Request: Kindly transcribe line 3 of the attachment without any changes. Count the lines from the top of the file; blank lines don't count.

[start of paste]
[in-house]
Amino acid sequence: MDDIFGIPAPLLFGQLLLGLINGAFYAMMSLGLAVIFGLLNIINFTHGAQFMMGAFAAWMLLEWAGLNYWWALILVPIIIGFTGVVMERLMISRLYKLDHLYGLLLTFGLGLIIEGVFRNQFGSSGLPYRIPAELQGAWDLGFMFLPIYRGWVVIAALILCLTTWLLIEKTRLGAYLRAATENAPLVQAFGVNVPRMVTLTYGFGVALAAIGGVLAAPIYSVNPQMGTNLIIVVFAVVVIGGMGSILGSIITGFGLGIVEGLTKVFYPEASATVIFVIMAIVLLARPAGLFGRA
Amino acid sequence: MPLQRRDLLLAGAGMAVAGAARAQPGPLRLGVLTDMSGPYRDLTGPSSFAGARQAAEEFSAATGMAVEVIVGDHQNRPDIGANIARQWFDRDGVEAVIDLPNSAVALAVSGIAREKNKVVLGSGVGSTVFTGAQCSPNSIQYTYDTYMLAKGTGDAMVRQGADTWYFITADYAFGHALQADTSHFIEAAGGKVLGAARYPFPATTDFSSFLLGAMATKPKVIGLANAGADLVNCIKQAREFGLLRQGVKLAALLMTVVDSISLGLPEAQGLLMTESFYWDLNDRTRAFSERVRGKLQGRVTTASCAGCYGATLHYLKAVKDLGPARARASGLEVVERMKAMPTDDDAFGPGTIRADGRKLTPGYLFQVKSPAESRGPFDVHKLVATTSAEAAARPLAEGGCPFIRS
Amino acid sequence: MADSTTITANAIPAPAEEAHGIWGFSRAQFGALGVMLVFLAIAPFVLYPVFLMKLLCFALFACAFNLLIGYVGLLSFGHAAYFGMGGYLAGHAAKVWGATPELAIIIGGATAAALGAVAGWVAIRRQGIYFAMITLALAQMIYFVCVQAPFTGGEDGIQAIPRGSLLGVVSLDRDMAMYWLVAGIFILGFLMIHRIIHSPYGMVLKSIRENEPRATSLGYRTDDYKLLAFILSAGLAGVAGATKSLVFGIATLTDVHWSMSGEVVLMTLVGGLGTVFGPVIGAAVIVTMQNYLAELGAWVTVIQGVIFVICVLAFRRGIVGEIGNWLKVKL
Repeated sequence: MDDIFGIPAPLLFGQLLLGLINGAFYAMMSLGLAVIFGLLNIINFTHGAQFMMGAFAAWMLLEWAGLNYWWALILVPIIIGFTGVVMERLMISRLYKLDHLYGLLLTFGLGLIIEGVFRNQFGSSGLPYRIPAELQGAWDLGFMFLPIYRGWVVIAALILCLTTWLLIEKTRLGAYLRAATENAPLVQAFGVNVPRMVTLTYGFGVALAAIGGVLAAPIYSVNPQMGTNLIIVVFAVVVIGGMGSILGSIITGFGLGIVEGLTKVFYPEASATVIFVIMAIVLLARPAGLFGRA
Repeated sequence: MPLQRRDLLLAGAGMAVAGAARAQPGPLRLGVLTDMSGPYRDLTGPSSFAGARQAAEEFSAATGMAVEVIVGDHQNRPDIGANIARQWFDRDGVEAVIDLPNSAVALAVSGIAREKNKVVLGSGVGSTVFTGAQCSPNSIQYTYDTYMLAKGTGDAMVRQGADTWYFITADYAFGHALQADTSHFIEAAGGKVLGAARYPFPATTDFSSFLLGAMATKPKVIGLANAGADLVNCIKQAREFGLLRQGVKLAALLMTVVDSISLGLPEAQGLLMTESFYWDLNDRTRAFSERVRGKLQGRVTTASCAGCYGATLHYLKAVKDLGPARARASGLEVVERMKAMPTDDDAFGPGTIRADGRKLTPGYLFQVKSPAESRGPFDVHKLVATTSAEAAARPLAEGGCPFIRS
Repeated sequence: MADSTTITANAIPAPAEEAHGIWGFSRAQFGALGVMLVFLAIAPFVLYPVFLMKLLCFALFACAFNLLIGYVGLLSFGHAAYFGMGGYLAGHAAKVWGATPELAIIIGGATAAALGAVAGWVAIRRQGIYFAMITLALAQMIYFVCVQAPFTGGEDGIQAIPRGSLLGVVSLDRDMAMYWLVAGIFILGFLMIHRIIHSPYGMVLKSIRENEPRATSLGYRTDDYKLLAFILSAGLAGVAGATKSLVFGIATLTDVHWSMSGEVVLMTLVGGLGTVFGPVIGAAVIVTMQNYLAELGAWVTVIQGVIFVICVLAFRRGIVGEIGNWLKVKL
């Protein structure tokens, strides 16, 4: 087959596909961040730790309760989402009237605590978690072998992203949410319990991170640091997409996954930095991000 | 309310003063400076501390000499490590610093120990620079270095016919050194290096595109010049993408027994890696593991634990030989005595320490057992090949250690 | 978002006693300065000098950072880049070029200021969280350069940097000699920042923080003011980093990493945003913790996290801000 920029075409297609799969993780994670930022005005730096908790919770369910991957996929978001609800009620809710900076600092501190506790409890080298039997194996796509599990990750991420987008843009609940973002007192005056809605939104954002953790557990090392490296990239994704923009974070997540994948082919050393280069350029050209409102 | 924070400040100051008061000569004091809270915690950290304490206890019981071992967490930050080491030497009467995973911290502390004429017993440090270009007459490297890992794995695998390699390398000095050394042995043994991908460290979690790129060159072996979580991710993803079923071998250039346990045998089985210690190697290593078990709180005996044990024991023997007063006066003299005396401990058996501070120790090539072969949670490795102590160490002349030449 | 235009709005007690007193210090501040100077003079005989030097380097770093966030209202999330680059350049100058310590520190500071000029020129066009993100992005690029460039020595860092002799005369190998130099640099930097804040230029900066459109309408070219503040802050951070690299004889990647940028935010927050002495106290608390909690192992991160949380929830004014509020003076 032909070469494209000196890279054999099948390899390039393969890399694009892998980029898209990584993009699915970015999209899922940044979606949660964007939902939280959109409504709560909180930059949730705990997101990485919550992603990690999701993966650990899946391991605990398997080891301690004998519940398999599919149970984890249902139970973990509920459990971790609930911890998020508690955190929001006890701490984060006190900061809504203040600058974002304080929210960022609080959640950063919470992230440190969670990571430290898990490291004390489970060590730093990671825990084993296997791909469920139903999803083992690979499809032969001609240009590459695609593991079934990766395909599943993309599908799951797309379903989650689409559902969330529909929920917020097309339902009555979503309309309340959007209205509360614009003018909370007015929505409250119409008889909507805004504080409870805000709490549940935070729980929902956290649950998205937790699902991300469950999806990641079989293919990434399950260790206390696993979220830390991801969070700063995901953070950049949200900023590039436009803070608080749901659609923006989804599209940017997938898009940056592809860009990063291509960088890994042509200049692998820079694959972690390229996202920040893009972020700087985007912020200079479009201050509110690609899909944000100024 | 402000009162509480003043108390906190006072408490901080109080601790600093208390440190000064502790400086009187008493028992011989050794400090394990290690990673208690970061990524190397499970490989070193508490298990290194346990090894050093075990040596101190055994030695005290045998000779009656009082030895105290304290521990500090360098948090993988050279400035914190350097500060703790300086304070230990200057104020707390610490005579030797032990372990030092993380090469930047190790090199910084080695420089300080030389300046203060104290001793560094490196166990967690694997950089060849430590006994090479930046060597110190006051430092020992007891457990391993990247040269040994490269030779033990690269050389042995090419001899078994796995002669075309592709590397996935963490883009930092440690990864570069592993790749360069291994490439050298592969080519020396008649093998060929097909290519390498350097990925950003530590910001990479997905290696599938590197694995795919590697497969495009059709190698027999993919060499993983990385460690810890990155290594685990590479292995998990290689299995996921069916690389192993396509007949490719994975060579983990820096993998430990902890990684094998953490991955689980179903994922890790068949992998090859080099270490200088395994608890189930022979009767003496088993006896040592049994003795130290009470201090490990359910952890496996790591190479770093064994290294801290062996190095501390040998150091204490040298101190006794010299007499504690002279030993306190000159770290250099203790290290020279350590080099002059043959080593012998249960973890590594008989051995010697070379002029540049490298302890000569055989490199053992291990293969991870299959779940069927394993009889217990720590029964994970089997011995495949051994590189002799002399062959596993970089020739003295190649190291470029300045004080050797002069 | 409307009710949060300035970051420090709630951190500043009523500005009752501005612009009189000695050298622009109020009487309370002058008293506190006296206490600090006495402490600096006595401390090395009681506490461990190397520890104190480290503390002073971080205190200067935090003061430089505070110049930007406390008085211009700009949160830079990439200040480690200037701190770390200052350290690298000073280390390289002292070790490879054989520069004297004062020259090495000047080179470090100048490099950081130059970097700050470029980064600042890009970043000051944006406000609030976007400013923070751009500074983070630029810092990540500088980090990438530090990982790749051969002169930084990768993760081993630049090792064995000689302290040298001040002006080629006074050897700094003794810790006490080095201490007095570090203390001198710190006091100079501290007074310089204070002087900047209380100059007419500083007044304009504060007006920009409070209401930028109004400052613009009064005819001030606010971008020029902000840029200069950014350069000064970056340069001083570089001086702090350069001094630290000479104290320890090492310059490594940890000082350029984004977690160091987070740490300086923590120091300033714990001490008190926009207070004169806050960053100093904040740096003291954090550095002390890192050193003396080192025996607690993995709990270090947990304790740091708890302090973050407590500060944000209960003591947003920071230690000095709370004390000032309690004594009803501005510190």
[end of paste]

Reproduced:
Amino acid sequence: MPLQRRDLLLAGAGMAVAGAARAQPGPLRLGVLTDMSGPYRDLTGPSSFAGARQAAEEFSAATGMAVEVIVGDHQNRPDIGANIARQWFDRDGVEAVIDLPNSAVALAVSGIAREKNKVVLGSGVGSTVFTGAQCSPNSIQYTYDTYMLAKGTGDAMVRQGADTWYFITADYAFGHALQADTSHFIEAAGGKVLGAARYPFPATTDFSSFLLGAMATKPKVIGLANAGADLVNCIKQAREFGLLRQGVKLAALLMTVVDSISLGLPEAQGLLMTESFYWDLNDRTRAFSERVRGKLQGRVTTASCAGCYGATLHYLKAVKDLGPARARASGLEVVERMKAMPTDDDAFGPGTIRADGRKLTPGYLFQVKSPAESRGPFDVHKLVATTSAEAAARPLAEGGCPFIRS